12 Suctioning causes oxygen deprivation for the time that the suction is applied……. Hypoxemia can be minimized by pr- oxygenating the patient with 100% oxygen prior to suctioning and between each pass of the suction catheter. The patient’s pulse oximetry should be monitored while suctioning. The duration of each suction pass should be limited to ten seconds and the number of passes should be limited to three or less if possible. Studies have shown that using intermittent suction is no more beneficial than continuous suction.

13 Installation of a small amount of saline prior to suctioning was a common procedure in the past. But.. research has shown this to be a false assumption, that saline installation has been shown to increase infection rates and to cause decreased oxygen levels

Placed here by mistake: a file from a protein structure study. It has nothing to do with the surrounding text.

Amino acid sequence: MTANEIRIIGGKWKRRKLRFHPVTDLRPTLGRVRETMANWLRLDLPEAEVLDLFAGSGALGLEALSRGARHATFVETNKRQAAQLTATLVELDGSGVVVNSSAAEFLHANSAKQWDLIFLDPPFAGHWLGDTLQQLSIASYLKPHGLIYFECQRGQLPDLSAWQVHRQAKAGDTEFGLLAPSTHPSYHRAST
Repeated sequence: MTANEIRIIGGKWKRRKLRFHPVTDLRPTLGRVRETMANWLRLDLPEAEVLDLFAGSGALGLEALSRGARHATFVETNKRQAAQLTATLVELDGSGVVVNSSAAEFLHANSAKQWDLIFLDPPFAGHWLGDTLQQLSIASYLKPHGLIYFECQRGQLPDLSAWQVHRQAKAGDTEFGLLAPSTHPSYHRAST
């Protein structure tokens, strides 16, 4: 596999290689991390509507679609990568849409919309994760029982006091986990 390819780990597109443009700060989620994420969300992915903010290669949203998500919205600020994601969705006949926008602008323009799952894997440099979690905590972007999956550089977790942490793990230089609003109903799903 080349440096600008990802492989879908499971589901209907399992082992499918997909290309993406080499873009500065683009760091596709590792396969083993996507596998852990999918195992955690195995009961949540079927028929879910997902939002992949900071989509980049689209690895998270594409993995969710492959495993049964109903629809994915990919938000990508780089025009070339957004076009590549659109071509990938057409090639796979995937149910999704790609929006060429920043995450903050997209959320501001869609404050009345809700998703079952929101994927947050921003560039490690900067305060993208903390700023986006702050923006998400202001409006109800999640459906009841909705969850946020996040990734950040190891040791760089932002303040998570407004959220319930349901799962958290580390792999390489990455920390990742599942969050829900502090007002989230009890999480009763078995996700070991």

14 Weaning Criteria ---- Obtain ABG. --- Obtain chest x-ray.
--- Stable Haemodynamic status. --- The underlying diseases is reversed. --- Ensure adequate neuromuscular control to perform adequate ventilation.

15 Weaning difficulties factors
Acid- base abnormality. Electrolytes abnormality. Fever. Infection. Pain. Sleep deprivation. Unstable haemodynamic status. Alexender, et al,.2007. Nettina, S

16 Extubation --- Position the patient well upright as poosible.
--- explain the procedure to yht patient. --- ensure no mor esedation is given. --- Et. And Oral suctioning…. And then remove the ETT. --- ensure immediatr oxygen via mask. --- observe vital signs. --- observe o2 sat. Clear the oral secretion. --- ask the patient to coughand regular deep breathing post extubation. --- auscultate the chest. --- apply Pain control.